30 May 2019 | Animal health
#ItTakesTwo: Top tips for healthy, happy rabbits
15 Jan 2020 | Richard Saunders
At the Rabbit Welfare Association and Fund (RWAF) they are often asked about how rabbit owners can make sure their rabbits have a great life together. With the launch of the BVA #ItTakesTwo campaign, they thought what better time to get their top tips out there?
Here’s how you can make sure you’re caring for healthy, happy rabbits in 2020:
- Remember, #ItTakesTwo - companionship is extremely important for rabbits. Rabbits have evolved to live socially with others and evidence shows that pet rabbits greatly benefit from living with other pet rabbits. So, if you’re getting rabbits for the first time, make sure you get them in compatible pairs or groups, or if you currently have a single rabbit, ask your vet whether they think it will benefit from having a companion and how best to go about this.
- Where possible, adopt don’t shop, and make sure your rabbits don’t breed: there are approximately 67,000 rabbits going through rescues every year, and many more being rehomed privately through online adverts.
- Find a rabbit-friendly vet to neuter your rabbits, keep them up to date with all the correct vaccines, and provide other preventative care and any diagnosis and treatment needed. Neutering is a routine procedure, and whilst no anaesthesia or surgery is ever 100% safe, it prevents a number of health issues, including uterine tumours, the most common cancer in the rabbit. Vaccination is vital: with a resident UK wild rabbit population, myxomatosis and rabbit viral haemorrhagic diseases 1 and 2, are always out there.
- Feed your rabbits properly. This is the single most important factor in keeping your rabbits healthy. They should eat approximately 80% good quality hay, grass or dried grass, 15% green leafy vegetation and 5% concentrate diet, pelleted not “muesli mix”. They should be given free range to eat as much fibrous, grassy material as possible, to keep their dental and digestive health on top form. Too much concentrate food leads to dental disease, gut disturbance, and obesity.
- A hutch is not enough. Rabbits need ample space to move about in. Any enclosure should be 3m x 2m x 1m high, regardless of being inside or outside, this can include their shelter/hiding places. This is the minimum for two average sized rabbits, but try to include artificial tunnels, boxes to hide in, and plenty of places to lie flat together, or get away from each other if needed. Lack of exercise can lead to poor lumbar musculature and weakness, and obesity. If rabbits find handling painful, they can become aggressive, and this is a major reason for neglect or rehoming. Get the enclosure right and avoid this.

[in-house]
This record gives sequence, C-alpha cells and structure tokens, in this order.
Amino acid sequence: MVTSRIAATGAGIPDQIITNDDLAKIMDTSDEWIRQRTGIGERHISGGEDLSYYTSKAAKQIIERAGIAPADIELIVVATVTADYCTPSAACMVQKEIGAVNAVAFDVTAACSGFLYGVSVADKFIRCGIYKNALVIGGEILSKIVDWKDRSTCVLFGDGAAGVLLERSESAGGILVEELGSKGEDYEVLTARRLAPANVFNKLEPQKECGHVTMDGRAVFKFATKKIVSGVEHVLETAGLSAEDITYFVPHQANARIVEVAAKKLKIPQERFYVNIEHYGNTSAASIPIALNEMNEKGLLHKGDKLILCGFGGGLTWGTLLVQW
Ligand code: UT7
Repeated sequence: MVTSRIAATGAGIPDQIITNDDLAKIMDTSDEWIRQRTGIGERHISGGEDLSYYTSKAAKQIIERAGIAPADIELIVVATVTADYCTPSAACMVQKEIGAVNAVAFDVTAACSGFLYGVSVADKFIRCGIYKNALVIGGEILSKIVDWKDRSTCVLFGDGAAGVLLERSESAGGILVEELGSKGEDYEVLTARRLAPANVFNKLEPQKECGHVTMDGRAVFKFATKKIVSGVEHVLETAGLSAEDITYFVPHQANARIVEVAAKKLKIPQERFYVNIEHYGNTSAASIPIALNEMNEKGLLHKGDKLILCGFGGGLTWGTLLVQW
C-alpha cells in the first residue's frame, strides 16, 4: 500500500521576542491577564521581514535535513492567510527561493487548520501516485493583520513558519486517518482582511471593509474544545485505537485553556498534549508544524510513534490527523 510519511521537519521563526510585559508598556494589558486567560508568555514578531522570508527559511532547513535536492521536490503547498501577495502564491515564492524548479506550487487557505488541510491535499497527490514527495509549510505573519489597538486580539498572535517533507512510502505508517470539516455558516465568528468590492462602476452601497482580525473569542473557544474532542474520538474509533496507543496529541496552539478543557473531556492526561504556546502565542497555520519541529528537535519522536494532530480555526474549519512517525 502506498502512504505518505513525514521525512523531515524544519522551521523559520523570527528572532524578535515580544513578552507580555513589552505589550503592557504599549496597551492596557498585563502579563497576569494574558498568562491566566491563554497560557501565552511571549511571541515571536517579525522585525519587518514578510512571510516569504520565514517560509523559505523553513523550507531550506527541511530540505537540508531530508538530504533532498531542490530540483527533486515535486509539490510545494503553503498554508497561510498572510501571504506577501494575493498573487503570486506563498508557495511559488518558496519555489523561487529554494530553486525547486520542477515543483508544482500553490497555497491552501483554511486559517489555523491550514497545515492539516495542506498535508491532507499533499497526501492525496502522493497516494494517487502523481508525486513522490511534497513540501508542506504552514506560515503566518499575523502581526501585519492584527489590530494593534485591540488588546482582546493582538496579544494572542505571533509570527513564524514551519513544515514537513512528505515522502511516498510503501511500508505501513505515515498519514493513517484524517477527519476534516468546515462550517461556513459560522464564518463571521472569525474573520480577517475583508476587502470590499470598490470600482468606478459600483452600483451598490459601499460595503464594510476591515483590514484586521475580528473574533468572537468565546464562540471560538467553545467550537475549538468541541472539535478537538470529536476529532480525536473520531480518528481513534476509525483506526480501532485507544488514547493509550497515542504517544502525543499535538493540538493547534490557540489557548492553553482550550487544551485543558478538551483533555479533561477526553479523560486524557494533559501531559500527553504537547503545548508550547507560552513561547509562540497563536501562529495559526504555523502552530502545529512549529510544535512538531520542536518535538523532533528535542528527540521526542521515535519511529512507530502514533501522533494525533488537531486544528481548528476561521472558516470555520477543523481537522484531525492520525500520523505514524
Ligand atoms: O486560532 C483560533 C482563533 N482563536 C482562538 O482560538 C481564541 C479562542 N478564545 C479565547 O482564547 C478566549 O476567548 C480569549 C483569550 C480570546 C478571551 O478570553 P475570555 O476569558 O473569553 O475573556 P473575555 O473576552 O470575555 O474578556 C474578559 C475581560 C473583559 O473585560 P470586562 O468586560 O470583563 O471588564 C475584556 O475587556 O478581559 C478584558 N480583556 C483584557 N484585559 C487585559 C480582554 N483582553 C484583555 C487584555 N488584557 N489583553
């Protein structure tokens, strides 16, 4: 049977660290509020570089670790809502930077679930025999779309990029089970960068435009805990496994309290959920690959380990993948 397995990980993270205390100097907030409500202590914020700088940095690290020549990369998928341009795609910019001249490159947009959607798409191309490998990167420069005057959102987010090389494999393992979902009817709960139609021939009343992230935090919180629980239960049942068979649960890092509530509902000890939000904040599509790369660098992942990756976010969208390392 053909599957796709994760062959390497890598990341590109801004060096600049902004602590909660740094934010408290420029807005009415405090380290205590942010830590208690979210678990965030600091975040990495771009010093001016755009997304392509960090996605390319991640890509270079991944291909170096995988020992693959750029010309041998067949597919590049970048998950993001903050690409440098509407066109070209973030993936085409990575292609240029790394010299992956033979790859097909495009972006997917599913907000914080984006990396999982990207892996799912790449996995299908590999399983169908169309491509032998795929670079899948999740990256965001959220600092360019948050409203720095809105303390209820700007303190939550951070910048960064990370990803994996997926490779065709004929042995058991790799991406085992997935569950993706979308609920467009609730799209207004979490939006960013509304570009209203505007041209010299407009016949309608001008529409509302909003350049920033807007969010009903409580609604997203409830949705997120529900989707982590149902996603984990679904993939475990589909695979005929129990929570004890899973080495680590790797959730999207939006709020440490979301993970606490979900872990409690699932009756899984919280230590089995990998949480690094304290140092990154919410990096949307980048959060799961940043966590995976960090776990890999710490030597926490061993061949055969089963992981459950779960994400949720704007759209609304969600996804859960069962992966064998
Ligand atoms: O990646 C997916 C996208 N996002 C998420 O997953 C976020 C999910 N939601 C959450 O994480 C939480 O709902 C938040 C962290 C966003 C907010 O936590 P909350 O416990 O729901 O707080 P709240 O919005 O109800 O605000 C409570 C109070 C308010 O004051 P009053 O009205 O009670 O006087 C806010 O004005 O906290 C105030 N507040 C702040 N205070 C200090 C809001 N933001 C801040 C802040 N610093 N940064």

- Make sure your rabbits have a healthy weight and body condition. Check out the Pet Food Manufacturers Association’s Rabbit-Size-O’meter to help you check your rabbit’s weight and body condition. Being overweight or obese can limit a rabbits’ mobility and put more weight on their joints. It puts more strain on the heart, lungs, and liver. The extra fat inside out outside the abdomen limits gastrointestinal motility and is another issue causing gut stasis. The extra weight borne by their feet can cause sore heels, becoming ulcerated and bleeding. Rabbits can easily become so fat they cannot groom themselves, allowing mite infestations, and much worse: flystrike.
- Check your rabbits regularly for problems like drooling under the chin (indicating dental disease); weight gain or loss (use scales or assess body fat by feeling along the ribs and spine); sore ears or eyes; going off their food. If you notice any of these issues, speak to your vet as soon as possible. All of these can be signs of potentially fatal diseases, which, picked up early enough, are more likely to be treatable.
If you’re after more information on how to give your rabbits the best possible care, check out the Rabbit Welfare Association and Fund web page for more detailed resources and information, and, of course, speak to your vet who will be happy to help.
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